Morocco's infamous plastic bag plague will (hopefully) be eradicated, after the government passed a bill prohibiting the manufacture, import and use of plastic bags
The bill, presented by the Ministry of Industry, prohibits not only the production but also the marketing of plastic bags.
Though the legislation is aimed at the plastic bags usually offered in the souks or supermarkets, other types are restricted. Bags intended for agricultural or industrial use, collection of garbage, cooler bags or freezer-bags will now be used under strict conditions that prohibit the use for "purposes contrary to that motivating their production".
However, there are cynics who say "don't hold your breath!" They have a certain historical logic on their side, as it was back in 2009 that the first attempt was made to curtail the use of plastic bags.
The ministerial decree issued in September 2009 banned the manufacturing and use of black plastic bags that were littering streets, countrysides and beaches across Morocco. The decree imposed mandatory standards (thickness and quality of the plastic used, impact on food, recycling etc.) that had to be respected by producers or importers of plastic bags.
Then in 2011, a bill on the use of degradable and biodegradable plastic bags was passed on June 16th. This was intended to limit the consumption of plastic bags in Morocco. The new 2011 law was not welcomed by the manufacturers who argued that changing their manufacturing process to make degradable and bio-degradable bags would require huge investments. To comply with the law a manufacturer will need between 500,000 and 1.3 million Dirhams, the industrialists said.
The consequence of violating the law can however result in fines ranging between 10,000 and 500,000 DH. However, The View From Fez could find no evidence of prosecutions.
The choice of the type of packaging, paper or plastic, remains delicate. According to a study reported by The Economist "the plastic bag consumes 18% less energy and less than 3% of the amount water used to manufacture a paper bag. Plastic bags would generate 80% less waste than paper bags while recycling requires 91% less energy." Unfortunately the analysis is questionable as the study was commissioned by Greenberry, a manufacturer of plastic bags!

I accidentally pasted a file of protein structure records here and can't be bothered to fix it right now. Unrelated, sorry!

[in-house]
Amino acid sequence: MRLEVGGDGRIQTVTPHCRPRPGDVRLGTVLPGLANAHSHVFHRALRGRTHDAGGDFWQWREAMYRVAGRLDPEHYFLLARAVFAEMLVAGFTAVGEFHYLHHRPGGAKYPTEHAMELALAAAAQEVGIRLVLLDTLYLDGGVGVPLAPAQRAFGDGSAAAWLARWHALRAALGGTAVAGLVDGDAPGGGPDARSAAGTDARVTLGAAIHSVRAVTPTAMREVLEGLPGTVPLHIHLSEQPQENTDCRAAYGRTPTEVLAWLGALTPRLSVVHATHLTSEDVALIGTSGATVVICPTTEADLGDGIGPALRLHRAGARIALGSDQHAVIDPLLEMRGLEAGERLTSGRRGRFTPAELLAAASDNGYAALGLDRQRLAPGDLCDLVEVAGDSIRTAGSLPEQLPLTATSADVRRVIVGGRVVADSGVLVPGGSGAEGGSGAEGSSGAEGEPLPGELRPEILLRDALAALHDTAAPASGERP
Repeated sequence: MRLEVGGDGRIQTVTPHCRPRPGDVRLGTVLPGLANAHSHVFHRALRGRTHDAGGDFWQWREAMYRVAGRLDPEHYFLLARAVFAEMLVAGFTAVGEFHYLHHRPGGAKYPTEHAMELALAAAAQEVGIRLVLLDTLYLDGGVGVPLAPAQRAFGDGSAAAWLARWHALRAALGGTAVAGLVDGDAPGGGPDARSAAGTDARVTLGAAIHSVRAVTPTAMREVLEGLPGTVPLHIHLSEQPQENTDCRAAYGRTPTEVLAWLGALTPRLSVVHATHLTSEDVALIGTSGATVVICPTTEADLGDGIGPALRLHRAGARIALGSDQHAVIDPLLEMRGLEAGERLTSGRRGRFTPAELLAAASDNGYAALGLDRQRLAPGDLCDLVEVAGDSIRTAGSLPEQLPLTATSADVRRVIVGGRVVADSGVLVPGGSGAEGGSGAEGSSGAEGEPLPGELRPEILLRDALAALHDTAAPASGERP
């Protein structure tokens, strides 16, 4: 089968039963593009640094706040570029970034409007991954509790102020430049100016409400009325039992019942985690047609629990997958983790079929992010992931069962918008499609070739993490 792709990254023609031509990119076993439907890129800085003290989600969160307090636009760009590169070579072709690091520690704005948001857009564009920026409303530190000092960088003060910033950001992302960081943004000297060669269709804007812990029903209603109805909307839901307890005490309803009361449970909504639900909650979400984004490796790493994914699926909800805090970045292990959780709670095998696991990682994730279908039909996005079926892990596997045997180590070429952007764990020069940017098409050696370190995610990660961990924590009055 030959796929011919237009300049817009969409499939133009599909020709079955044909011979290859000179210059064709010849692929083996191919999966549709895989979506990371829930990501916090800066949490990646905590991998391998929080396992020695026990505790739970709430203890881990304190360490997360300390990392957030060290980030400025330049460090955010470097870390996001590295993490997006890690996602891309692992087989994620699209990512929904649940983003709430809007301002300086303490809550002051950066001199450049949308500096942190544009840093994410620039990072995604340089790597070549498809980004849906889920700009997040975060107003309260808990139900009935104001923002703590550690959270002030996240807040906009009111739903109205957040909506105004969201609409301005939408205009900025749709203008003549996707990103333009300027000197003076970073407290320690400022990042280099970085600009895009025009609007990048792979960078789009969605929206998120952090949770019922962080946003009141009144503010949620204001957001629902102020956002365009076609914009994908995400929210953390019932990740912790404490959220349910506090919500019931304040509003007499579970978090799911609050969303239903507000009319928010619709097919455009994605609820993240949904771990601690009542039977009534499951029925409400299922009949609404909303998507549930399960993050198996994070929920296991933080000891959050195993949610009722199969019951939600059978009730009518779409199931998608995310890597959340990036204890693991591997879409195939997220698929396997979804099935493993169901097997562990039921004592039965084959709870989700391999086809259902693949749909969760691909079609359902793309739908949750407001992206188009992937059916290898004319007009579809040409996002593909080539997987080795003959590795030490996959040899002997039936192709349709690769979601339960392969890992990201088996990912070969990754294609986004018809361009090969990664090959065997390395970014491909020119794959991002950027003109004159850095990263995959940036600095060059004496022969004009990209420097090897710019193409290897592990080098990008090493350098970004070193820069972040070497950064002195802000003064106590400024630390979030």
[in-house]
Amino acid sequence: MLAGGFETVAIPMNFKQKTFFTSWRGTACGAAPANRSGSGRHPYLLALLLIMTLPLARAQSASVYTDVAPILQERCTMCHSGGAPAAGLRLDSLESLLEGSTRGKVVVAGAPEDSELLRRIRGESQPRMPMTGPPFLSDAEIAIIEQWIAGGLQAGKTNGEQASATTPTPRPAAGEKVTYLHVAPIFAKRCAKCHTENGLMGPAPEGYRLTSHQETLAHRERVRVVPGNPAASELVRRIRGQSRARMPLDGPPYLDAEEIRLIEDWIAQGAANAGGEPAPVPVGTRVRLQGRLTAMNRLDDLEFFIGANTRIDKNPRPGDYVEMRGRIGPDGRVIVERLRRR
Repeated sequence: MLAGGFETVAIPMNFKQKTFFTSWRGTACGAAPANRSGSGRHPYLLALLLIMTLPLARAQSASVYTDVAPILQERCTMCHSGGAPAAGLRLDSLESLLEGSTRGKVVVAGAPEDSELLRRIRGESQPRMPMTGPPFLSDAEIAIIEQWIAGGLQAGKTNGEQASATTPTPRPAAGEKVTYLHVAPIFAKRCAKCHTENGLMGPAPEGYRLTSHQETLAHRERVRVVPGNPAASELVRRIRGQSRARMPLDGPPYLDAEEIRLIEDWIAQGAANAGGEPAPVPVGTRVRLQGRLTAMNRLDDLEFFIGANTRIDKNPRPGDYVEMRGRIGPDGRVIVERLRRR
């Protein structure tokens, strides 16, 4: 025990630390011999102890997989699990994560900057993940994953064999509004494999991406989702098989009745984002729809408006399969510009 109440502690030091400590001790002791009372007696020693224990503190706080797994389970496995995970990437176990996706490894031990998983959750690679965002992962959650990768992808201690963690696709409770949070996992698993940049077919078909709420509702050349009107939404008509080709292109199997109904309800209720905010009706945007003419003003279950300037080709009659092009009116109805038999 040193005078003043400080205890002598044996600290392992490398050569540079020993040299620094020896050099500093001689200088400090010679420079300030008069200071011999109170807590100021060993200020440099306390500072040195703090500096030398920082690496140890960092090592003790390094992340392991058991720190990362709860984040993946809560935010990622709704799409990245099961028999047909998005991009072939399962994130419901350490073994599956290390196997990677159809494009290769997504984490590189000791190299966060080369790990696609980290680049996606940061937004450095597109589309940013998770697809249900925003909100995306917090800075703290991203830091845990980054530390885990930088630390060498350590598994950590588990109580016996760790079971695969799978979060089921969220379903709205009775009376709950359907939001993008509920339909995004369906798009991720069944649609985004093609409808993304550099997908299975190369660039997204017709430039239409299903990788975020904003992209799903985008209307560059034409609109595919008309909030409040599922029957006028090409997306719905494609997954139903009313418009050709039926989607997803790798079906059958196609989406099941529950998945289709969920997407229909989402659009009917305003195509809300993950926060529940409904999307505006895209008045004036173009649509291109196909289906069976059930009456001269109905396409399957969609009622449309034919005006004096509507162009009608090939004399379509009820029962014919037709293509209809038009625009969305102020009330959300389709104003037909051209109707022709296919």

A nationwide awareness campaign, “Morocco without plastic bags”, was held in October 2012 to educate Moroccans about the danger of plastic bags to the environment and the need to use other alternatives.
The campaign, sponsored by a local association, “Mawarid”, sought to raise public awareness to the problems posed by non-biodegradable plastic bags and to promote among retailers and consumers environment friendly sustainable alternatives.
In July, 2013, the Moroccan Ministry of Energy, Mines, Water and Environment launched an $8.2 million program to fight plastic bags by producing and distributing 3 million cloth bags in 26 pilot cities. Sadly few have been seen since.
In Morocco, some 26 billion plastic bags, or 900 bags per capita are consumed annually, making the kingdom the second largest consumer in the world, after the United States with 380 billion bags per year. Next comes France (17 billion) and Algeria (6 billion).
On average, plastic bags are used for 12 minutes, but they take between 100 and 400 years to degrade.
Thankfully, in some villages there are citizens concerned enough about the problem to take matters into their own hands and there have been some great individual "clean up Morocco" actions. No matter what the government does, the people also have a role to play in making the environment cleaner and safer for everyone.